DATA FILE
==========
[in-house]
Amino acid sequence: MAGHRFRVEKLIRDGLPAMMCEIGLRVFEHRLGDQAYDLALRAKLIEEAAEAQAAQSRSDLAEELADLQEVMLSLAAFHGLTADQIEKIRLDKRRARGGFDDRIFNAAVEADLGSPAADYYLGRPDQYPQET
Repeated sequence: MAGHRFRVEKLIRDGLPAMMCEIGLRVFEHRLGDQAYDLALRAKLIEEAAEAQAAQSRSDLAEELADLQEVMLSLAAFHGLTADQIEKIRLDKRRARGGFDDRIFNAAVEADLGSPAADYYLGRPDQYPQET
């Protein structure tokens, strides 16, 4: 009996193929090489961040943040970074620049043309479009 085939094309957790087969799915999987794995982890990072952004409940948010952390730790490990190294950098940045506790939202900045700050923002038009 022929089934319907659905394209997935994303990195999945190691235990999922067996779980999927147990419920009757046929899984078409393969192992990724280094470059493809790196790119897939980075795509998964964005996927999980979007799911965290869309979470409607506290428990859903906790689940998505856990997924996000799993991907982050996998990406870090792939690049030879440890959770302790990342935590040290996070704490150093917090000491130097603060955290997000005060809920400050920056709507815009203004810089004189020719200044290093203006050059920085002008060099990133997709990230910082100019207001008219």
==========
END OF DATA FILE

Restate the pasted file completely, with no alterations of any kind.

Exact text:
[in-house]
Amino acid sequence: MAGHRFRVEKLIRDGLPAMMCEIGLRVFEHRLGDQAYDLALRAKLIEEAAEAQAAQSRSDLAEELADLQEVMLSLAAFHGLTADQIEKIRLDKRRARGGFDDRIFNAAVEADLGSPAADYYLGRPDQYPQET
Repeated sequence: MAGHRFRVEKLIRDGLPAMMCEIGLRVFEHRLGDQAYDLALRAKLIEEAAEAQAAQSRSDLAEELADLQEVMLSLAAFHGLTADQIEKIRLDKRRARGGFDDRIFNAAVEADLGSPAADYYLGRPDQYPQET
């Protein structure tokens, strides 16, 4: 009996193929090489961040943040970074620049043309479009 085939094309957790087969799915999987794995982890990072952004409940948010952390730790490990190294950098940045506790939202900045700050923002038009 022929089934319907659905394209997935994303990195999945190691235990999922067996779980999927147990419920009757046929899984078409393969192992990724280094470059493809790196790119897939980075795509998964964005996927999980979007799911965290869309979470409607506290428990859903906790689940998505856990997924996000799993991907982050996998990406870090792939690049030879440890959770302790990342935590040290996070704490150093917090000491130097603060955290997000005060809920400050920056709507815009203004810089004189020719200044290093203006050059920085002008060099990133997709990230910082100019207001008219």